States certainly are within their rights, because that’s what the concept of a centralized and hierarchical government is about. But follow that logic all the way up. That means the federal government is within its rights to reign in rogue state governments. Though Walter’s logic also begs the question of why it would be the duty of state government to regulate anyone else’s “progressive ideals” or vision.

In a post on NY Time’s The Upshot, “Blue Cities Want to Make Their Own Rules. Red States Won’t Let Them.,” Texas Governor Greg Abbott further reveals the circular thinking that lies behind an argument for state government to regulate anyone else’s “rugged individualism”:

Abbot, the Upshot states, “has been a vocal advocate for state laws that he says are necessary to protect individual liberty from local government overreach. When cities overstep their bounds, he said this year, they ‘should pay the price for it.’”

So . . . state government can regulate local government when local government regulates individuals (in ways your party doesn’t agree with).

Think about that for a minute. State government, according to this logic, is necessary to prevent local government overreach. So does that mean a state government can never overreach? Only federal or local governments can overreach? But whatever happened to the idea of “local control” here?

Or does this really just mean that any government only “overreaches” when it legislates something that your base doesn’t agree with? And that any other legislation–like, oh, I don’t know, preventing women from getting an abortion, let’s say, which regulates an individual’s choices–is just fine and dandy. Is this really logical? Only in the political pandering sense of logic. i.e. hypocrisy.

Here’s another quote from a Republican trying to justify state government control over local control:

“We’re the United States of America. We are not the United Towns of Florida. We’re not the United Counties of Florida,” said Randy Fine, a Republican state representative. . .

. . . “The state is the nexus of government in this country. The states created the federal government, and the states created local government.”

Well, thanks for the history lesson, Mr. Fine. Except there’s this thing called the U.S. Constitution which superseded the Articles of Confederation. And arguably, it was local governments that led to states, not the other way around.

Maybe the problem here is that when conservatives argue about the essential importance of “local control,” they rarely define what exactly “local” really means. Because when push comes to shove, they suddenly revert to “state’s rights.” But that sure sounds like a big stretch to me, to correlate a “local” government with a state government.

Conservatives themselves do butt heads over such things. This can be viewed most recently in arguments over public education and charter schools. Some conservative supporters of charter schools are not supporters of the laissez faire approach, but rather point to the evidence that charters are most effective (in terms of test scores, at least) when they are more strictly regulated by states. Others, such as in a new collection of essays on the topic, Charting a New Course, deride such “system-centered reformers” and argue that charters are over-regulated and choices should be left up to the parents and the free market.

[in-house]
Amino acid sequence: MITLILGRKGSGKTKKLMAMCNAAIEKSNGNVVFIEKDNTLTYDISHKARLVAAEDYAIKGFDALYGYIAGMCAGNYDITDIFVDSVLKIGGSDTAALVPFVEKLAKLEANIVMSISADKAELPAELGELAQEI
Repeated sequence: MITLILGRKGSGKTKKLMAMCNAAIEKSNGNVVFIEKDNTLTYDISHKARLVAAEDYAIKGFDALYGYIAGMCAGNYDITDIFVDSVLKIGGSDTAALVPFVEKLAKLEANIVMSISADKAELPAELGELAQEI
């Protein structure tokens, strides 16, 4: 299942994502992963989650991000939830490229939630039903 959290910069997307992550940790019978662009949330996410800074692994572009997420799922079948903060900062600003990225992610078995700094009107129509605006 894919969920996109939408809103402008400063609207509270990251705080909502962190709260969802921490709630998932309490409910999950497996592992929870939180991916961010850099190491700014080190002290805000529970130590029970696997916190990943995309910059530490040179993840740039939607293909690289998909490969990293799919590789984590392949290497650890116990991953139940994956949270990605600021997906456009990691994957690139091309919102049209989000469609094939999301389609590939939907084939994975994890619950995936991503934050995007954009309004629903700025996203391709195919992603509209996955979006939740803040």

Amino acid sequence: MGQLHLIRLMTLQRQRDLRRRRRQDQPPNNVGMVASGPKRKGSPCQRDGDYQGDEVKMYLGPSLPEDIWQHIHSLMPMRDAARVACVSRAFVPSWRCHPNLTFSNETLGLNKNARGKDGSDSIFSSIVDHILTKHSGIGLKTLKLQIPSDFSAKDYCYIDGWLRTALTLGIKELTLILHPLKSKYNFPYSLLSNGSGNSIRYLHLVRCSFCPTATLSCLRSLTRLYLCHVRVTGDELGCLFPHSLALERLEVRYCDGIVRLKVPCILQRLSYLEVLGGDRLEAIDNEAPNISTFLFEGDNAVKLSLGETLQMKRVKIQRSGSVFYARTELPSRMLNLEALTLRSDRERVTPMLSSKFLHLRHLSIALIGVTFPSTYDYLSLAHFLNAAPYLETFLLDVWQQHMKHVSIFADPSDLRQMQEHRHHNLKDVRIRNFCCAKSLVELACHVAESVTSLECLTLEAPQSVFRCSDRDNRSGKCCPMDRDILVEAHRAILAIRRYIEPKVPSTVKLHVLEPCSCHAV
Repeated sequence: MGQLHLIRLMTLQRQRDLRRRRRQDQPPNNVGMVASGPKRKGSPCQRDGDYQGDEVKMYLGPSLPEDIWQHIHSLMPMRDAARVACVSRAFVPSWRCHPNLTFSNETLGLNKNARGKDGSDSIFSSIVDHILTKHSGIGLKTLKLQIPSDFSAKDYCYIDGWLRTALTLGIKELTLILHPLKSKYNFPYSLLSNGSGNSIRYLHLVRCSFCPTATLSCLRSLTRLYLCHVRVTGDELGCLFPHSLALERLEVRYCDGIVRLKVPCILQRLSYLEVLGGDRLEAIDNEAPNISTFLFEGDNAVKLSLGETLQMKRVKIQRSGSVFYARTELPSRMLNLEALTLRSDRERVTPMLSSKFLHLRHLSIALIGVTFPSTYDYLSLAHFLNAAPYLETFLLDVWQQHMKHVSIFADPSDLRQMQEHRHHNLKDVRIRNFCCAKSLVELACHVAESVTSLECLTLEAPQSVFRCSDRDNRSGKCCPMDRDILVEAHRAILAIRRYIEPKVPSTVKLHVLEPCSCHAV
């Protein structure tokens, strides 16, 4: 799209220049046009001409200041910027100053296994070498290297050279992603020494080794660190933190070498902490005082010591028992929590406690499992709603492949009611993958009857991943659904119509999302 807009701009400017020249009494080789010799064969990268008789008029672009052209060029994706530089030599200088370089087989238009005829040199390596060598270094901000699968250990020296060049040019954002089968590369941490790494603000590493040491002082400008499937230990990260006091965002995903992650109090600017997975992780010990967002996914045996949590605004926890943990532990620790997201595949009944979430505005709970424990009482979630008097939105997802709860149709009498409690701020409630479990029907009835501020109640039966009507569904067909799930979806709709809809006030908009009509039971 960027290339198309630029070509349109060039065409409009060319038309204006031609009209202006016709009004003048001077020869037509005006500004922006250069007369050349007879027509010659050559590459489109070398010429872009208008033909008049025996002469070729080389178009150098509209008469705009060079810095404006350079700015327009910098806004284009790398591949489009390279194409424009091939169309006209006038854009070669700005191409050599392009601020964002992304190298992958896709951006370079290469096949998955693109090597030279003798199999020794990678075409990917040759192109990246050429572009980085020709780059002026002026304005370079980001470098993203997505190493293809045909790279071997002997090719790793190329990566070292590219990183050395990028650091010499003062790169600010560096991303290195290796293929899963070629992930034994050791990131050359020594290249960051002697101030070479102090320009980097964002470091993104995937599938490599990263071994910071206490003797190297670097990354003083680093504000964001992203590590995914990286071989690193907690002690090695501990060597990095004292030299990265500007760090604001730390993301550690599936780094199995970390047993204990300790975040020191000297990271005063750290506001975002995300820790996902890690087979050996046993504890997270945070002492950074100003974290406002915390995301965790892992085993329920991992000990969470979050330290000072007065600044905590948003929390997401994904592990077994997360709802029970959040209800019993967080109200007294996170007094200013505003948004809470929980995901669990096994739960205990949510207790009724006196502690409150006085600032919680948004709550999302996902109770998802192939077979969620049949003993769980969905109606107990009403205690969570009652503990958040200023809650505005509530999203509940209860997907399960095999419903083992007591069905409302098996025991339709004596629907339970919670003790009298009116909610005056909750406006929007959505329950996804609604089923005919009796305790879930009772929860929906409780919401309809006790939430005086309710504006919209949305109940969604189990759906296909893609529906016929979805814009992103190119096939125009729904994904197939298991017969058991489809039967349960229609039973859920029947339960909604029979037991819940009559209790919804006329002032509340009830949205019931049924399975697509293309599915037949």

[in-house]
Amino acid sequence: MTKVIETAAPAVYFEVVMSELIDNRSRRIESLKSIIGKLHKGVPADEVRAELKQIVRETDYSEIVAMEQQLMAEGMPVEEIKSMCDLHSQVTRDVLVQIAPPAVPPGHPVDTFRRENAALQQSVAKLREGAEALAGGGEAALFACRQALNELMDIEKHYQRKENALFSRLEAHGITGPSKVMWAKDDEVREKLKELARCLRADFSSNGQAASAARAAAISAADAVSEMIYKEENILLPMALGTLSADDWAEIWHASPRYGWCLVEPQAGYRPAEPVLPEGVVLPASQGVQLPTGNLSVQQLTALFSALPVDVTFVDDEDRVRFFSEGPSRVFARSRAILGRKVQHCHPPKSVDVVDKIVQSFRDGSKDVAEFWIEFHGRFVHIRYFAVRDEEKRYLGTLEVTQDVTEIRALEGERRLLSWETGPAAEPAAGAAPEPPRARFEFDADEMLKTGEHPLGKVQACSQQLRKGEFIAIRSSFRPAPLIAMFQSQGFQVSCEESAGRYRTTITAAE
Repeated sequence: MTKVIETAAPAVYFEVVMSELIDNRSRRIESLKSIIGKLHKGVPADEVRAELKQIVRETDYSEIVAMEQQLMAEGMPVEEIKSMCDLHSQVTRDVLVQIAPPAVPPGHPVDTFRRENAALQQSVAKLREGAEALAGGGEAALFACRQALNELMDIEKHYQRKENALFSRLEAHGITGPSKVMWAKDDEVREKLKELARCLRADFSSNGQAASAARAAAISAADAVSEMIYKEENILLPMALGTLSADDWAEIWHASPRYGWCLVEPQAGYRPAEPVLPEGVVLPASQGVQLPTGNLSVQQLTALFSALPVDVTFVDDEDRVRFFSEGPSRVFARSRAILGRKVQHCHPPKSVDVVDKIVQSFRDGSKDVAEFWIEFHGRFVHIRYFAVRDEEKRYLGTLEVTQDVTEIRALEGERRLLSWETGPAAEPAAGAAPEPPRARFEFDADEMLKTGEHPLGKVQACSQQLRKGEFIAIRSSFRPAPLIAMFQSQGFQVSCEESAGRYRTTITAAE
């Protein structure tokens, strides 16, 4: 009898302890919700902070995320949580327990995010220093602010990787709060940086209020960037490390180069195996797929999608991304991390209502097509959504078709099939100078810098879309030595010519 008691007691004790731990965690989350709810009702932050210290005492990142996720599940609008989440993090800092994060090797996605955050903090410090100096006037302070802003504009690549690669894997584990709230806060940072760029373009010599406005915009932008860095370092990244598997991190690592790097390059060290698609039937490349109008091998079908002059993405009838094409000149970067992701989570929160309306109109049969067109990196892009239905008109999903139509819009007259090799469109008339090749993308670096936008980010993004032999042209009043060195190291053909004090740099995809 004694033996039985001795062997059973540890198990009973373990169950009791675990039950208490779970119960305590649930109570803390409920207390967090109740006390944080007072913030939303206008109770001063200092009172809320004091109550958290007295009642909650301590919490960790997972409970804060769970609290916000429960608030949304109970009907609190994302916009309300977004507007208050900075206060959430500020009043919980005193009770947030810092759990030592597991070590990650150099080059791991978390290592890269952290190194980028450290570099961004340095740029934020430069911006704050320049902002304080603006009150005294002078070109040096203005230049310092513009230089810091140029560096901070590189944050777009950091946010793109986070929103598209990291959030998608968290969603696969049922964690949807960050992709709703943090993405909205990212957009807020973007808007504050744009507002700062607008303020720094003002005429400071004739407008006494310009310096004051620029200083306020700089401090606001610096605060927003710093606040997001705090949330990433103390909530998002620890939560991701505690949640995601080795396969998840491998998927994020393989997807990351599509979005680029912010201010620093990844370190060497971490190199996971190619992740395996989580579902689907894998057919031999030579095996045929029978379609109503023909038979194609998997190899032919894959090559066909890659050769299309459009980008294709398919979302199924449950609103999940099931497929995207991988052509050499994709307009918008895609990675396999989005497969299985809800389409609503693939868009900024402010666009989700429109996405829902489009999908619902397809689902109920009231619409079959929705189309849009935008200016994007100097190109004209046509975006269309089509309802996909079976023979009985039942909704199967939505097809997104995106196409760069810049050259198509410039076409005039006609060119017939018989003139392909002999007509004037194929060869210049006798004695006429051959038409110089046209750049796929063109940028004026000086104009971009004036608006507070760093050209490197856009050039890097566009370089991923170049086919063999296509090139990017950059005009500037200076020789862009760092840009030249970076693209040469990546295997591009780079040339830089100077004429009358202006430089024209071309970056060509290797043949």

Well, I’ll leave such internecine debates to conservatives themselves to hash out. In the meantime, I’m going to listen to (or read) anyone who brings up government overreach or local control with great skepticism.

Have we lost Madison’s vision of a representative democracy?

By Polar Cruises (Flickr: [1]) [CC BY 2.0 (http://creativecommons.org/licenses/by/2.0)], via Wikimedia Commons
By Polar Cruises (Flickr: [1]) [CC BY 2.0 (http://creativecommons.org/licenses/by/2.0)%5D, via Wikimedia Commons
George Thomas has an insightful piece exploring the perils of populist democracy that is worth reviewing, especially in light of what happened last night.

Thomas critiques the movement on both left and the right during this election towards a simplistic, “folk theory” of democracy, in which political leaders are completely beholden to populist will. And what is lost, he argues, is the educative function of representative leadership.

Obscured by the turn to populist democracy is any sense that representatives and political parties play an important role in educating and shaping the public mind, or that democracy depends on political leadership to refine, channel, and elevate popular wants. This is curious because it is so at odds with the understanding of liberal democracy that underlies our Constitution, an understanding that is increasingly under pressure. It is particularly curious that Republicans, who not only purport to revere America’s Constitution but have made a habit of insisting that it is being undermined, have embraced a populist view of democracy.

As a recourse, Thomas turns to Madison’s vision of a representative democracy. We’ve reviewed Federalist #10 before, examining the distinction that Madison makes between a direct democracy and a representative democracy (in fact, it’s one of the more popular posts on this blog).